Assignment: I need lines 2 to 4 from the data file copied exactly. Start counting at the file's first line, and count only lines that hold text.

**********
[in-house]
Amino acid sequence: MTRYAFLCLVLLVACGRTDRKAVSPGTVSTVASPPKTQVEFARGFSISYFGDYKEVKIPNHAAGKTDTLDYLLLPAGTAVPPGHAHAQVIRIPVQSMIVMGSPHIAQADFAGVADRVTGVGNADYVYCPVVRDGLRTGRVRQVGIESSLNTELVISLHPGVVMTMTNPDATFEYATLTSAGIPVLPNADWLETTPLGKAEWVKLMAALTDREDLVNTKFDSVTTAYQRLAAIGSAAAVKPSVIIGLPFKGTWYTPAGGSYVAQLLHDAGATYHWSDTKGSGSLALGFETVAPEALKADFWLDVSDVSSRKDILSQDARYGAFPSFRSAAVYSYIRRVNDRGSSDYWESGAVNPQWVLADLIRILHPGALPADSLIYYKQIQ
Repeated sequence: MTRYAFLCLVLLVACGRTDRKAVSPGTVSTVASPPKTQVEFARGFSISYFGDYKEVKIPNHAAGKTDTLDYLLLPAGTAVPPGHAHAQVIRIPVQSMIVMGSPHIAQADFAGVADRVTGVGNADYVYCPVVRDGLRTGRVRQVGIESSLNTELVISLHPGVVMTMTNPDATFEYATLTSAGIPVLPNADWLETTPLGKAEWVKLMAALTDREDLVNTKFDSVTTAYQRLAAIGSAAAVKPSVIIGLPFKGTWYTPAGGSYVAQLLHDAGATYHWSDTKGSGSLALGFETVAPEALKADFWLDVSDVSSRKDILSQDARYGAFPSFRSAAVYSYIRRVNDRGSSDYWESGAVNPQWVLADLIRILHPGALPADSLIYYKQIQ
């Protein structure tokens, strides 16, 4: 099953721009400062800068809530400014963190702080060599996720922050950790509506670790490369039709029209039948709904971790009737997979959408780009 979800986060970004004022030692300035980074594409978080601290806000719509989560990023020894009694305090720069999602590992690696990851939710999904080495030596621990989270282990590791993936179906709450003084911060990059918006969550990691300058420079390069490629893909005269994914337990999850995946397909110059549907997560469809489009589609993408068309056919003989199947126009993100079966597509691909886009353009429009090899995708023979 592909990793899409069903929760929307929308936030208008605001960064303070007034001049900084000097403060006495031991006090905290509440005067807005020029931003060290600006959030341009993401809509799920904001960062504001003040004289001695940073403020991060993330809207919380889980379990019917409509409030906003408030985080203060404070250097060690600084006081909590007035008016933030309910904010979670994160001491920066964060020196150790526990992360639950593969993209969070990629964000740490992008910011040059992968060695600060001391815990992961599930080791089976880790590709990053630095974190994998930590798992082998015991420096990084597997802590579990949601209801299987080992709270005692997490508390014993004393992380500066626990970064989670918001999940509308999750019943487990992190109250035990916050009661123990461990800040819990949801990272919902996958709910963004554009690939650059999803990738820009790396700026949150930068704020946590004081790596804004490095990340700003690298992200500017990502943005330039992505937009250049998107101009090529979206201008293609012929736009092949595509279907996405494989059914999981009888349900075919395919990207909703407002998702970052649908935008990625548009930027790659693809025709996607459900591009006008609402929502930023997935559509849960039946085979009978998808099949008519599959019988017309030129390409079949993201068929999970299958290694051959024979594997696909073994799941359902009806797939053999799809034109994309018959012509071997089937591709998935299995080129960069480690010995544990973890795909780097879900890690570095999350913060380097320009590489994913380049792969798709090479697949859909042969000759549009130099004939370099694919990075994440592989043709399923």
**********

Amino acid sequence: MTRYAFLCLVLLVACGRTDRKAVSPGTVSTVASPPKTQVEFARGFSISYFGDYKEVKIPNHAAGKTDTLDYLLLPAGTAVPPGHAHAQVIRIPVQSMIVMGSPHIAQADFAGVADRVTGVGNADYVYCPVVRDGLRTGRVRQVGIESSLNTELVISLHPGVVMTMTNPDATFEYATLTSAGIPVLPNADWLETTPLGKAEWVKLMAALTDREDLVNTKFDSVTTAYQRLAAIGSAAAVKPSVIIGLPFKGTWYTPAGGSYVAQLLHDAGATYHWSDTKGSGSLALGFETVAPEALKADFWLDVSDVSSRKDILSQDARYGAFPSFRSAAVYSYIRRVNDRGSSDYWESGAVNPQWVLADLIRILHPGALPADSLIYYKQIQ
Repeated sequence: MTRYAFLCLVLLVACGRTDRKAVSPGTVSTVASPPKTQVEFARGFSISYFGDYKEVKIPNHAAGKTDTLDYLLLPAGTAVPPGHAHAQVIRIPVQSMIVMGSPHIAQADFAGVADRVTGVGNADYVYCPVVRDGLRTGRVRQVGIESSLNTELVISLHPGVVMTMTNPDATFEYATLTSAGIPVLPNADWLETTPLGKAEWVKLMAALTDREDLVNTKFDSVTTAYQRLAAIGSAAAVKPSVIIGLPFKGTWYTPAGGSYVAQLLHDAGATYHWSDTKGSGSLALGFETVAPEALKADFWLDVSDVSSRKDILSQDARYGAFPSFRSAAVYSYIRRVNDRGSSDYWESGAVNPQWVLADLIRILHPGALPADSLIYYKQIQ
């Protein structure tokens, strides 16, 4: 099953721009400062800068809530400014963190702080060599996720922050950790509506670790490369039709029209039948709904971790009737997979959408780009 979800986060970004004022030692300035980074594409978080601290806000719509989560990023020894009694305090720069999602590992690696990851939710999904080495030596621990989270282990590791993936179906709450003084911060990059918006969550990691300058420079390069490629893909005269994914337990999850995946397909110059549907997560469809489009589609993408068309056919003989199947126009993100079966597509691909886009353009429009090899995708023979 592909990793899409069903929760929307929308936030208008605001960064303070007034001049900084000097403060006495031991006090905290509440005067807005020029931003060290600006959030341009993401809509799920904001960062504001003040004289001695940073403020991060993330809207919380889980379990019917409509409030906003408030985080203060404070250097060690600084006081909590007035008016933030309910904010979670994160001491920066964060020196150790526990992360639950593969993209969070990629964000740490992008910011040059992968060695600060001391815990992961599930080791089976880790590709990053630095974190994998930590798992082998015991420096990084597997802590579990949601209801299987080992709270005692997490508390014993004393992380500066626990970064989670918001999940509308999750019943487990992190109250035990916050009661123990461990800040819990949801990272919902996958709910963004554009690939650059999803990738820009790396700026949150930068704020946590004081790596804004490095990340700003690298992200500017990502943005330039992505937009250049998107101009090529979206201008293609012929736009092949595509279907996405494989059914999981009888349900075919395919990207909703407002998702970052649908935008990625548009930027790659693809025709996607459900591009006008609402929502930023997935559509849960039946085979009978998808099949008519599959019988017309030129390409079949993201068929999970299958290694051959024979594997696909073994799941359902009806797939053999799809034109994309018959012509071997089937591709998935299995080129960069480690010995544990973890795909780097879900890690570095999350913060380097320009590489994913380049792969798709090479697949859909042969000759549009130099004939370099694919990075994440592989043709399923």